23 january 1999 - sundance film festival
a sassy film exploring american family drama that just skirts cheese.It's about family - a mother raises three daughters, divorced from her husband who raises the son. Their lives each take off in different directions and when one member of the family hits the hospital they are drawn together again. The class differences, the age differences, the cultural references - this movie is sharp. Daytime TV, deeply local Boston hesher culture honoured to a depth that allows us into all the bowling alleys and dance clubs we have known and loved.
Each of the actors plays a tough character with simple depth - willing to lay their veneer on the line to convey a sense of wraught emotional suffering. In fact the family discommunication is so effectively conveyed that i had four streams of tears running down my face at the same time, and i tend to avoid crying in movies - i dislike manipulation. But as Debbie said, it seems done in good faith - the portraits, the characters are real, through grit and details. The audience responded with loud cheers and many tears - many folks had red eyes and remarkable touchedness about them afterwards. Autumn Heart is effective direct deliberate emotionalism.
The film is relentlessly human - the character in the hospital passes gas and makes a funny comment, when was the last time that happened in a film?
The piano score seems tacked on - the music transitions are abrupt. and the sound mixing is tough - Ally Sheedy makes wry comments under her breath too hard to hear, and the scene when Daniel the son and his fiance are standing on the bridge it's nearly impossible to make out actors talking over the crickets, water sounds and soundtrack.I asked the writer, Davidlee Willson, what compelled him to write such a moving film. he was choked up himself, he responded that spending his first christmas away from his own three sisters (working on boxing helena) inspired him to visit the subject of family separation - what if he had never known his sisters?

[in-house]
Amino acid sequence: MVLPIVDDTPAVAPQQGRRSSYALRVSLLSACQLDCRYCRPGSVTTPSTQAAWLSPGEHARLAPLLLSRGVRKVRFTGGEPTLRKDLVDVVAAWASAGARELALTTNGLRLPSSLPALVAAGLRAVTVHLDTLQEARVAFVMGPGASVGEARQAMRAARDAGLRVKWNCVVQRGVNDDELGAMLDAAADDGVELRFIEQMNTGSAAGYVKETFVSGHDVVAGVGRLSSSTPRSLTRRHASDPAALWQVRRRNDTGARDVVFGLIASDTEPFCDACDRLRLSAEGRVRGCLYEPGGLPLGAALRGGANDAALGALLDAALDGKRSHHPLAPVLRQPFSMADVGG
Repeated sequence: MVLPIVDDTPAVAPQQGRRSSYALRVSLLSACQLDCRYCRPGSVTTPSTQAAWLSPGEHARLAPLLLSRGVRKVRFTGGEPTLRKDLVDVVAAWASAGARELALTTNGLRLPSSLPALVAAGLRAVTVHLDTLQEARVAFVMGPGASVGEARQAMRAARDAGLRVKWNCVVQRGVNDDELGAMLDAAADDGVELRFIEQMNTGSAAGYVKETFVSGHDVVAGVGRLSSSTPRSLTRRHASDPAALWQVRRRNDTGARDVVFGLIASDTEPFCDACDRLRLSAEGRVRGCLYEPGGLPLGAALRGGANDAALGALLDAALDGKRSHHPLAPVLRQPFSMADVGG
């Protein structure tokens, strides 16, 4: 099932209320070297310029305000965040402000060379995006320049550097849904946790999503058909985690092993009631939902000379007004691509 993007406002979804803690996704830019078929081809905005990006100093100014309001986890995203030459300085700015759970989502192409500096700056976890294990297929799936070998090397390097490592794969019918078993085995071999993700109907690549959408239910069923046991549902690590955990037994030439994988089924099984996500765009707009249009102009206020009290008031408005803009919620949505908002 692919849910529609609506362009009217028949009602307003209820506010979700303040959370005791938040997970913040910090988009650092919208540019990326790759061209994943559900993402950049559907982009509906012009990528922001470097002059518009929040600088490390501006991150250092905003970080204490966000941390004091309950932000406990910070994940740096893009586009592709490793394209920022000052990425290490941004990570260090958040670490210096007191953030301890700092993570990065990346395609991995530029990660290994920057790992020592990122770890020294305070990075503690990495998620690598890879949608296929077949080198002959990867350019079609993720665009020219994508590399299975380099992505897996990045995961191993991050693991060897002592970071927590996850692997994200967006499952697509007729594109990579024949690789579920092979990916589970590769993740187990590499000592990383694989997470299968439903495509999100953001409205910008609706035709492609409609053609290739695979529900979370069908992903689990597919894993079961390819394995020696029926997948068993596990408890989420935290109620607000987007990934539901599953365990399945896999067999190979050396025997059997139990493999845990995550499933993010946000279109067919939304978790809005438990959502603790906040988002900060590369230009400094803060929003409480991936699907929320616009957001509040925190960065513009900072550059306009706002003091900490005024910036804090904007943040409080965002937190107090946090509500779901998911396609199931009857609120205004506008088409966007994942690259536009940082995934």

and occasionally the film shows its seams - extreme family reconciliation moment or pointed avoidance, followed immediately by some effacing humour by the daytime TV daughter. maybe that's the way life works? families have jokers who always break an akward moment with a well placed comment?
This was a wonderful sundance experience - having that kind of emotional catharsis over the state of the modern american family with so many people experiencing the same depth of emotion created a general quiet swelling elation for the film. Will it play to america-at-large? my friends were forecasting a limited distribution - it's too highbrow. too particular.
I think the fatherhood and motherhood, and especially the examination of divorce and unification, these are all so relevant and gripping today. And the film is very direct, very accessible I believe. If america-at-large gets a taste of this film i think it will do quite well for itself. Deservedly so.